New Delhi: India will introduce trading in currency futures within three months, C.B. Bhave, chairman of the nation’s capital markets regulator, said.
Mumbai-based Securities and Exchange Board of India, or Sebi, is working with the central bank to help companies and investors hedge their currency risks as the rupee rallied the most in more than three decades in 2007 and later retreated to a 13-month low within six months. Currency futures are exchange-traded derivatives that allow investors to buy or sell currencies at a fixed price at a later date.
“Futures will surely add a good hedging option to the currency market, although it’s probably a bit too early to predict how well they’ll take off,” said Parthasarathi Mukherjee, treasurer at Axis Bank Ltd in Mumbai. “Futures are exchange-traded and so will be more standardized, and should make the process of price discovery more transparent.”
The market regulator, in association with the Reserve Bank of India, set up a technical panel to advise on the futures, the central bank said in its annual policy statement on 29 April.
India currently allows trading in currency derivatives, including forwards and options, which are contracts that are bought and sold on demand and not traded on exchanges.
Forward contracts in the offshore non-deliverable forward market show traders are betting on a 1% decline in the rupee to 43.01 against the dollar in six months. Non-deliverable contracts, settled in dollars, are used by traders to bet on currencies they can’t freely convert.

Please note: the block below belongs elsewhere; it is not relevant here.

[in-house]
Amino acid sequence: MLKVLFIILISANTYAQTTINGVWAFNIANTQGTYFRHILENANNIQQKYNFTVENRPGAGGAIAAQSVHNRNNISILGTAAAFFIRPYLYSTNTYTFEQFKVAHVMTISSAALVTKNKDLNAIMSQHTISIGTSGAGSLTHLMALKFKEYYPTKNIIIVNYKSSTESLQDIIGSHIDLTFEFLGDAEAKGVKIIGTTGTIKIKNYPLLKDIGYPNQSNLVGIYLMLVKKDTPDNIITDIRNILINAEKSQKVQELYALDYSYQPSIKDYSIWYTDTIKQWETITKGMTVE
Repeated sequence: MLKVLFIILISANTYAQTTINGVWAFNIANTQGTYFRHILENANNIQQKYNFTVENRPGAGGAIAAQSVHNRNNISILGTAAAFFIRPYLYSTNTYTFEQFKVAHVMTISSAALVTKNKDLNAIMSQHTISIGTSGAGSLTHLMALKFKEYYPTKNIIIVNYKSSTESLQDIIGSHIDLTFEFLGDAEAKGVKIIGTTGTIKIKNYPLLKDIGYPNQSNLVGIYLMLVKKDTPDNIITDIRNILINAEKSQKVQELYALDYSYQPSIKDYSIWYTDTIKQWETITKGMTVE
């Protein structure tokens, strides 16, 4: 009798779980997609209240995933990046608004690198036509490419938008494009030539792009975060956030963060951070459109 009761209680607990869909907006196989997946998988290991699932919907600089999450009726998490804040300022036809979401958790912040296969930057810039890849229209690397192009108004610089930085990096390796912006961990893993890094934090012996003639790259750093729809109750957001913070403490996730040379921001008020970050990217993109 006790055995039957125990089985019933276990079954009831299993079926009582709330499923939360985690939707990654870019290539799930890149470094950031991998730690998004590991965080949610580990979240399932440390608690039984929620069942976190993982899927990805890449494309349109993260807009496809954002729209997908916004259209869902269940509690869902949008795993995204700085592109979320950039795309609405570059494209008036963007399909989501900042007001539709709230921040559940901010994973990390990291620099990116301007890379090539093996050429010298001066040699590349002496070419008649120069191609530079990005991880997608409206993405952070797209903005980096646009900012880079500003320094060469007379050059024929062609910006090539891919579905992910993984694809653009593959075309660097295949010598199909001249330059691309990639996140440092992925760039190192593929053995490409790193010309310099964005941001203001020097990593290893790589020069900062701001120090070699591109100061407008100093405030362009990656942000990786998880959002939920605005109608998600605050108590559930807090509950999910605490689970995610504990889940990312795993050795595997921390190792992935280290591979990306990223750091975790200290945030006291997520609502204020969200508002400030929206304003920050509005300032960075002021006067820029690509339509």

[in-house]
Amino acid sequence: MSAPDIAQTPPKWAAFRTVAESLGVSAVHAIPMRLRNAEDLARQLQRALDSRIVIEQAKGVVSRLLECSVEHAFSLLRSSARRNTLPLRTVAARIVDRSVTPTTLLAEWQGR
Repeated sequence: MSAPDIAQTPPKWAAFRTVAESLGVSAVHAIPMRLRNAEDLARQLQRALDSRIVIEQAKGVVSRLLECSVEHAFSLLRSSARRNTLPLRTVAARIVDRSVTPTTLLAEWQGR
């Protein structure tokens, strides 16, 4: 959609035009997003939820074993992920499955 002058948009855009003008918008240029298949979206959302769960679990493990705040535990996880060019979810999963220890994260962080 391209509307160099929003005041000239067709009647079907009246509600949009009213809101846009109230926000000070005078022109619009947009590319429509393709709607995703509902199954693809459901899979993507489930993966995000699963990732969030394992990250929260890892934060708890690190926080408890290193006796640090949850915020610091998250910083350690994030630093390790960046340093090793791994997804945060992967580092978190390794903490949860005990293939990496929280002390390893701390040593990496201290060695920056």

Six-month onshore forwards show an implied rate of Rs43.26 to the dollar.
The market regulator also ruled out relaxing curbs imposed last year on participatory notes, or PNs, a derivative tool that enables unregistered foreign investors to invest in Indian stock markets.
“No. Sebi has already notified the regulations which arose out of October decisions,” Bhave said on PNs.
In October 2007, the market regulator had imposed restrictions on foreign institutional investors, or FIIs, on issuing participatory notes.
FIIs and their sub-accounts were then asked not to issue fresh PNs against underlying derivatives and wind up their existing position in 18 months during which Sebi would review the situation from time to time. Curbs were imposed on their exposure to these instruments in the cash segment.
PTI contributed to this story.